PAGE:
Fine snow sifts down like dust over the frozen landscape. After a winter of brown, we are finally going to get some white. I fill my coffee cup with another pour of hot, bitter, darkness, and settle in. These are the moments to sit still, and let the memories rise to the surface like curious fish inspecting the hole in the ice. Close my eyes and they flicker like old home movies in my mind.
I can feel the heat from the radiators against my legs as I lean against them to look out the window at the falling snow. The drafty old windows in our classroom seemed like little more than paper when the wind gusted. In those moments before class began for the day, we could look out at the snow and dream of being sent home early. There was never any greater joy in the life of a 4th grader than being released early from school. It was like a last minute pardon from the governor.
In those pre serial killer days they actually let children walk home from school. And being released into a wonderland of white powder was a feeling beyond compare. All up and down the length of Summit Street the walkers would be running, pushing, sliding through the ankle deep snow, the buckles of our overshoes tinkling like bells. It was the middle of the day, but the city seemed deserted.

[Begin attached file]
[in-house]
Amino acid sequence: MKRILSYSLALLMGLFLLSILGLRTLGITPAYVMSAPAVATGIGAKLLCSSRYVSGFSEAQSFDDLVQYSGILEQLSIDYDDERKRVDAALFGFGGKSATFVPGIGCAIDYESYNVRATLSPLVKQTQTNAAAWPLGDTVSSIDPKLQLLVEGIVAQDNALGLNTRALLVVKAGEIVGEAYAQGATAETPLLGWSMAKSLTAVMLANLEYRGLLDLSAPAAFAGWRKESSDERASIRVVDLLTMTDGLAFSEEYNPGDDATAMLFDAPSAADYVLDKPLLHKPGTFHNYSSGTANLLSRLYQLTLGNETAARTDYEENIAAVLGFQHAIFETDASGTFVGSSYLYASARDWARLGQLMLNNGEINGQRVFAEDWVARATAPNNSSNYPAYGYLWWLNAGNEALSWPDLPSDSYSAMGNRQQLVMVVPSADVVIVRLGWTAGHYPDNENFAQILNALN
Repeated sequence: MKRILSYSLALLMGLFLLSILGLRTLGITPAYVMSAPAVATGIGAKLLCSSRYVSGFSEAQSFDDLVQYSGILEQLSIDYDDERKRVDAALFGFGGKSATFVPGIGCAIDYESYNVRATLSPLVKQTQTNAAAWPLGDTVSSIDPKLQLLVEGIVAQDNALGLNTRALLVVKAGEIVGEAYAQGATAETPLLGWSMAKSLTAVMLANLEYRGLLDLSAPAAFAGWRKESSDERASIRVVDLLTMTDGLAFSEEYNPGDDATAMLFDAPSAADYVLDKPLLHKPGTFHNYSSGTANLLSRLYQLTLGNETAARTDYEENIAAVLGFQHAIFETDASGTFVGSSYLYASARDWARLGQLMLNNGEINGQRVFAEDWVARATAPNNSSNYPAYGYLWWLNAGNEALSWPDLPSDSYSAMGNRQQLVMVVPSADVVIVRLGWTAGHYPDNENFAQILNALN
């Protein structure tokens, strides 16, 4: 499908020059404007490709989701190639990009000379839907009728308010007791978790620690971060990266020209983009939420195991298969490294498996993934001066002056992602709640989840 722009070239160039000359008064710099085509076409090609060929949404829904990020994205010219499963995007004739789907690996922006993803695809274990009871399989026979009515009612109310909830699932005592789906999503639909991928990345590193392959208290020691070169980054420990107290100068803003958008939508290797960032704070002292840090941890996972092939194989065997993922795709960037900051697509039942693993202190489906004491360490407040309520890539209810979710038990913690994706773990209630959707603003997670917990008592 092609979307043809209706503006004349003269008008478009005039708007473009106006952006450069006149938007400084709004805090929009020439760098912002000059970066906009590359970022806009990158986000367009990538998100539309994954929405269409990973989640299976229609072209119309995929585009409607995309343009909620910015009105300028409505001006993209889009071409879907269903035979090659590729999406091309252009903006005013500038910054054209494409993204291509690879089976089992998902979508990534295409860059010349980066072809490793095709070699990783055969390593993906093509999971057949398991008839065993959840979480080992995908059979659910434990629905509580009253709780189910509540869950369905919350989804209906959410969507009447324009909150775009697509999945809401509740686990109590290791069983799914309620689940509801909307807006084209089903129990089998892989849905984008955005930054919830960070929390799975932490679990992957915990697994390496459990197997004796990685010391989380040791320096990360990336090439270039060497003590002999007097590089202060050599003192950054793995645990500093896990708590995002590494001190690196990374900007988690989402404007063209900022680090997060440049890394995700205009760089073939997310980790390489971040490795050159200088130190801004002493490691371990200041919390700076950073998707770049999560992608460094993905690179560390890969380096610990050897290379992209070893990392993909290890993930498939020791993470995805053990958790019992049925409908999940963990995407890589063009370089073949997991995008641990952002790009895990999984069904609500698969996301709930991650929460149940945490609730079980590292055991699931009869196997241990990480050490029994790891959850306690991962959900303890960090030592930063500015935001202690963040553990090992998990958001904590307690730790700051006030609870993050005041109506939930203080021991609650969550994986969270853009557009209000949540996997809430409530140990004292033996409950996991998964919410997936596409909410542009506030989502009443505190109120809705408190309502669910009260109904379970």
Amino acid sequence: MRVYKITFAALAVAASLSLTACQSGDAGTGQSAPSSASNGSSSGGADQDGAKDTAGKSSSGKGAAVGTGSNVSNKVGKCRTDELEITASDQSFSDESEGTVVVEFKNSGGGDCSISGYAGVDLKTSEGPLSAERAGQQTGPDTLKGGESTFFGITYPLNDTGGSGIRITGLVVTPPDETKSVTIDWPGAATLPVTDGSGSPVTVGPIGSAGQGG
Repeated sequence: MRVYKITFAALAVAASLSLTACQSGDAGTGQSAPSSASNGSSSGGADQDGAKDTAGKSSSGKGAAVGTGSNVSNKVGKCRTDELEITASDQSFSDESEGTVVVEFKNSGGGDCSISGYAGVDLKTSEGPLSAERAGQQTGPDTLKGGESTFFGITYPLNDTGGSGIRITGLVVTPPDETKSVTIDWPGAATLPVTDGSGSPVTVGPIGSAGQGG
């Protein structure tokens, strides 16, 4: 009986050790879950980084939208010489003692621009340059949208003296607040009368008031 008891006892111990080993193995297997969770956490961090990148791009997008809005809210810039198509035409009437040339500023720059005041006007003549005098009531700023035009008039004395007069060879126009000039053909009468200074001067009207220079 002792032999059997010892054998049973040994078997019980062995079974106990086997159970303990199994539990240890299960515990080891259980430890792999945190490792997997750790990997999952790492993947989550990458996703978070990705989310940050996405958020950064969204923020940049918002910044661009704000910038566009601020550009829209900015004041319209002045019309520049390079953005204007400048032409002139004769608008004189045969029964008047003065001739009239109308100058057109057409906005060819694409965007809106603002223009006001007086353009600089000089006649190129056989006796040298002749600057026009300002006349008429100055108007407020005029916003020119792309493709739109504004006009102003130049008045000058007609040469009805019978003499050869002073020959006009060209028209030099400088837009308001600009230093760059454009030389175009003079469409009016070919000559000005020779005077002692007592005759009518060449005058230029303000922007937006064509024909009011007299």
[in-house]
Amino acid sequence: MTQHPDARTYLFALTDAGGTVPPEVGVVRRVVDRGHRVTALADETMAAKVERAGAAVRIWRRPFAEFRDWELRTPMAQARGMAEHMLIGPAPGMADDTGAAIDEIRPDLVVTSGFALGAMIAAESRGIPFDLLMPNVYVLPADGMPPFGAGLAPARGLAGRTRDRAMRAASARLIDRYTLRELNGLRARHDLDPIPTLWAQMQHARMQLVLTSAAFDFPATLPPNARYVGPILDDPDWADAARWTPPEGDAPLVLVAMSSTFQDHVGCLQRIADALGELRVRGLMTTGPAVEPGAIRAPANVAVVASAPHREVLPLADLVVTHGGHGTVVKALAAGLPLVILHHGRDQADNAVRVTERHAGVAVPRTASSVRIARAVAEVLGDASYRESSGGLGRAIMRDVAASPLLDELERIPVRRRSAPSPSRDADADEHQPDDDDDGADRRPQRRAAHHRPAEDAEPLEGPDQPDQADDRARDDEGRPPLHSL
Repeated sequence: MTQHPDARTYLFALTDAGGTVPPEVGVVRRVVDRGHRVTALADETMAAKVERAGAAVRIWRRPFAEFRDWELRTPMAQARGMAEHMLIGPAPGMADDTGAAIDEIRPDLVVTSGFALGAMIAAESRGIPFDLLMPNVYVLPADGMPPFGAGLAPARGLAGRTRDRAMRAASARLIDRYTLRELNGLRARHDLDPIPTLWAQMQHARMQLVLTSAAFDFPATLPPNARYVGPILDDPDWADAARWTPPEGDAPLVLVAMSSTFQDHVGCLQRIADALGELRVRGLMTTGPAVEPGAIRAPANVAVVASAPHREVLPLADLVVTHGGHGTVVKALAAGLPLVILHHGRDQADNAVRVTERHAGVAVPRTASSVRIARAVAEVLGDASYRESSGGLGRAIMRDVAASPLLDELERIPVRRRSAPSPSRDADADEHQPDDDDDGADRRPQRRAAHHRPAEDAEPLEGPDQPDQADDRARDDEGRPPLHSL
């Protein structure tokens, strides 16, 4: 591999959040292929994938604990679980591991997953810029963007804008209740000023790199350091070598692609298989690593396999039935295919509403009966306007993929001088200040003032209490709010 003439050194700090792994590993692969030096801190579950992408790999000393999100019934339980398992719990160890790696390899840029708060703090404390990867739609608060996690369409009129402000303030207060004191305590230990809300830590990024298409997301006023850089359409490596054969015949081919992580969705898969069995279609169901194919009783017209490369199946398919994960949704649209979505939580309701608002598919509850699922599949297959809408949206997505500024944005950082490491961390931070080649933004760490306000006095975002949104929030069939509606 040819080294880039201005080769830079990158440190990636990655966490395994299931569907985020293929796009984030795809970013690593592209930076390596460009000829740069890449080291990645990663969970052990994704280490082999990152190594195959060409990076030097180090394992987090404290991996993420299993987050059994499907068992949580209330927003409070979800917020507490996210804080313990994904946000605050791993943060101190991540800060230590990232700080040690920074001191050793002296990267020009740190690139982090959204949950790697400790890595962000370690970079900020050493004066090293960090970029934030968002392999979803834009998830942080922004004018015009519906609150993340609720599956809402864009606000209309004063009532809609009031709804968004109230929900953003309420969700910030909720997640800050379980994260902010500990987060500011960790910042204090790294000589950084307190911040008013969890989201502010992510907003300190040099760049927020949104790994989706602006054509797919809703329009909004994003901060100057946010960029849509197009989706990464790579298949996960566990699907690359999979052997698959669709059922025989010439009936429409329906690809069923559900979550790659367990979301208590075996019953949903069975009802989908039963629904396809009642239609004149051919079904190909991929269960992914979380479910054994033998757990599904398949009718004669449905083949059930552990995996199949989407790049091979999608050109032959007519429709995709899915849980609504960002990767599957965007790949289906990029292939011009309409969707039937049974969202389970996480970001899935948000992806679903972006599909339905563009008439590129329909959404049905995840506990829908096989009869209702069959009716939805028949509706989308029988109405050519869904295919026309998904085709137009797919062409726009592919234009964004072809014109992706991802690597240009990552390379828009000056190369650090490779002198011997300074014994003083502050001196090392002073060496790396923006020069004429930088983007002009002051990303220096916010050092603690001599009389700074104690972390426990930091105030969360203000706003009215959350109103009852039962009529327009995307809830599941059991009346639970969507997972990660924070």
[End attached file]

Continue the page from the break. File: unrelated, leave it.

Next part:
Wool hats pulled down over our ears, scarves wrapped tight around our neck, we squinted into the wind, and felt the sting of the snow against our cheeks. It may only have been a mile walk, but in my mind I felt like an arctic explorer. When we reached the corner of North Street I said goodbye to Jimmy and Chris, and turned west for home.
Trudging past Platten’s Deli, I climbed the hill to the Blind School, and crossed the open wind swept expanse of Centennial Park. When the storm stopped we would be back pulling our sleds up the hill, but for now the park was empty, except for my dark silhouette, slowly making my way down the unplowed path.
For one day, all responsibilities were put on hold, and we were free to do nothing but play. In my mind I ran through the things I wanted to do when I got home; put on snow pants, and build a fort in the front yard; dig tunnels in the snow banks until my gloves were soaked through and I lost all sense of feeling my fingers. There was so much to accomplish. How long would the storm last? Would they cancel school tomorrow too?
Home was just around the corner. The snow quietly piling deeper in the driveway, the front steps needing to be shoveled. No sign of siblings, or parents. Only Granny inside the house, crocheting in her chair as she watched her soaps. I climbed the back porch steps, and pulled open the creaky storm door, letting it bang shut behind me. Hanging up my coat in the closet, I stepped into the kitchen, and felt the flush of warmth against my face. Calling out at the top of my voice, I let the world know.